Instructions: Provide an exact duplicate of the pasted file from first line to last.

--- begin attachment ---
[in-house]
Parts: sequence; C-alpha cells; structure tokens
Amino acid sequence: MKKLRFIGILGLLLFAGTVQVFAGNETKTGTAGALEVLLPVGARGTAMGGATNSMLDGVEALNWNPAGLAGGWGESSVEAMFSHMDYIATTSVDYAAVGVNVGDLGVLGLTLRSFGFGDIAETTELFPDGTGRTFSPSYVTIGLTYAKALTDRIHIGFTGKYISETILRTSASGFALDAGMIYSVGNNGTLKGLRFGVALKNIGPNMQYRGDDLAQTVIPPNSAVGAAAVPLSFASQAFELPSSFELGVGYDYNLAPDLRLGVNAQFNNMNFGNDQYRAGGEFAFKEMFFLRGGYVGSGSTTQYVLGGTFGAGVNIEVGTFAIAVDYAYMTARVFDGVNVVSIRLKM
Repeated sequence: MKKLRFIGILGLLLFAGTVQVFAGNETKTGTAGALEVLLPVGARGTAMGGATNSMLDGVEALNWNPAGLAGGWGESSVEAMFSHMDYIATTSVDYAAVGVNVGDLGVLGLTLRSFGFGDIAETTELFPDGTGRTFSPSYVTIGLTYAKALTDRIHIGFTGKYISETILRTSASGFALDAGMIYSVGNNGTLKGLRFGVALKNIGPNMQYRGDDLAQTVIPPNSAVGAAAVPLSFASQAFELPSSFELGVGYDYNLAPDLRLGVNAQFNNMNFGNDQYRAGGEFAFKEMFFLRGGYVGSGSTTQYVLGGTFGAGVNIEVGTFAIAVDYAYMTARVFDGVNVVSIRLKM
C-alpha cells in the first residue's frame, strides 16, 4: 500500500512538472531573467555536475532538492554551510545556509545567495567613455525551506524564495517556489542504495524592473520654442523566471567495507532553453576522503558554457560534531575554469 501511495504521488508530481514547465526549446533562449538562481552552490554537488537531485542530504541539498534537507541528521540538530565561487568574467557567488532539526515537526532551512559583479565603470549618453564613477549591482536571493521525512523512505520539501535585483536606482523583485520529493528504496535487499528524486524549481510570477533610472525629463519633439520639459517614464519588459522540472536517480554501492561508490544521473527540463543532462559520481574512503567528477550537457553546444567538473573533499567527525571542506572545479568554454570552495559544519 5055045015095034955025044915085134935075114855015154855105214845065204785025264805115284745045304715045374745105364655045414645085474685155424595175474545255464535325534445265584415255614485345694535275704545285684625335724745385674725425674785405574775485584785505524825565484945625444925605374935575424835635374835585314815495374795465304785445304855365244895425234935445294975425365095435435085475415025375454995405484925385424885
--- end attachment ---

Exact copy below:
[in-house]
Parts: sequence; C-alpha cells; structure tokens
Amino acid sequence: MKKLRFIGILGLLLFAGTVQVFAGNETKTGTAGALEVLLPVGARGTAMGGATNSMLDGVEALNWNPAGLAGGWGESSVEAMFSHMDYIATTSVDYAAVGVNVGDLGVLGLTLRSFGFGDIAETTELFPDGTGRTFSPSYVTIGLTYAKALTDRIHIGFTGKYISETILRTSASGFALDAGMIYSVGNNGTLKGLRFGVALKNIGPNMQYRGDDLAQTVIPPNSAVGAAAVPLSFASQAFELPSSFELGVGYDYNLAPDLRLGVNAQFNNMNFGNDQYRAGGEFAFKEMFFLRGGYVGSGSTTQYVLGGTFGAGVNIEVGTFAIAVDYAYMTARVFDGVNVVSIRLKM
Repeated sequence: MKKLRFIGILGLLLFAGTVQVFAGNETKTGTAGALEVLLPVGARGTAMGGATNSMLDGVEALNWNPAGLAGGWGESSVEAMFSHMDYIATTSVDYAAVGVNVGDLGVLGLTLRSFGFGDIAETTELFPDGTGRTFSPSYVTIGLTYAKALTDRIHIGFTGKYISETILRTSASGFALDAGMIYSVGNNGTLKGLRFGVALKNIGPNMQYRGDDLAQTVIPPNSAVGAAAVPLSFASQAFELPSSFELGVGYDYNLAPDLRLGVNAQFNNMNFGNDQYRAGGEFAFKEMFFLRGGYVGSGSTTQYVLGGTFGAGVNIEVGTFAIAVDYAYMTARVFDGVNVVSIRLKM
C-alpha cells in the first residue's frame, strides 16, 4: 500500500512538472531573467555536475532538492554551510545556509545567495567613455525551506524564495517556489542504495524592473520654442523566471567495507532553453576522503558554457560534531575554469 501511495504521488508530481514547465526549446533562449538562481552552490554537488537531485542530504541539498534537507541528521540538530565561487568574467557567488532539526515537526532551512559583479565603470549618453564613477549591482536571493521525512523512505520539501535585483536606482523583485520529493528504496535487499528524486524549481510570477533610472525629463519633439520639459517614464519588459522540472536517480554501492561508490544521473527540463543532462559520481574512503567528477550537457553546444567538473573533499567527525571542506572545479568554454570552495559544519 5055045015095034955025044915085134935075114855015154855105214845065204785025264805115284745045304715045374745105364655045414645085474685155424595175474545255464535325534445265584415255614485345694535275704545285684625335724745385674725425674785405574775485584785505524825565484945625444925605374935575424835635374835585314815495374795465304785445304855365244895425234935445294975425365095435435085475415025375454995405484925385424885